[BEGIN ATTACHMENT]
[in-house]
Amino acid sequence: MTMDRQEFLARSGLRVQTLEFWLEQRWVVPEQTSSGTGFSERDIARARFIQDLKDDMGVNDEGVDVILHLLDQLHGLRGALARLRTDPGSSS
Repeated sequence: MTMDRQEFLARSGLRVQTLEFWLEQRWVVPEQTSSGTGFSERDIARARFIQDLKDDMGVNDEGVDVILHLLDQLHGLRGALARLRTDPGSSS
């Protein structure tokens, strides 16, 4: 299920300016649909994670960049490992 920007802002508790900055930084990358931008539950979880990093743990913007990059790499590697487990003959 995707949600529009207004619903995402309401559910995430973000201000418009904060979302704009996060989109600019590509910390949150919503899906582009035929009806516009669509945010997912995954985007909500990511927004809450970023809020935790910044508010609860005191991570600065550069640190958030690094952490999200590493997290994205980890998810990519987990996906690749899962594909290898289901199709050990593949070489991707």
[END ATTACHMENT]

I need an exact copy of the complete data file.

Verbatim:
[in-house]
Amino acid sequence: MTMDRQEFLARSGLRVQTLEFWLEQRWVVPEQTSSGTGFSERDIARARFIQDLKDDMGVNDEGVDVILHLLDQLHGLRGALARLRTDPGSSS
Repeated sequence: MTMDRQEFLARSGLRVQTLEFWLEQRWVVPEQTSSGTGFSERDIARARFIQDLKDDMGVNDEGVDVILHLLDQLHGLRGALARLRTDPGSSS
């Protein structure tokens, strides 16, 4: 299920300016649909994670960049490992 920007802002508790900055930084990358931008539950979880990093743990913007990059790499590697487990003959 995707949600529009207004619903995402309401559910995430973000201000418009904060979302704009996060989109600019590509910390949150919503899906582009035929009806516009669509945010997912995954985007909500990511927004809450970023809020935790910044508010609860005191991570600065550069640190958030690094952490999200590493997290994205980890998810990519987990996906690749899962594909290898289901199709050990593949070489991707």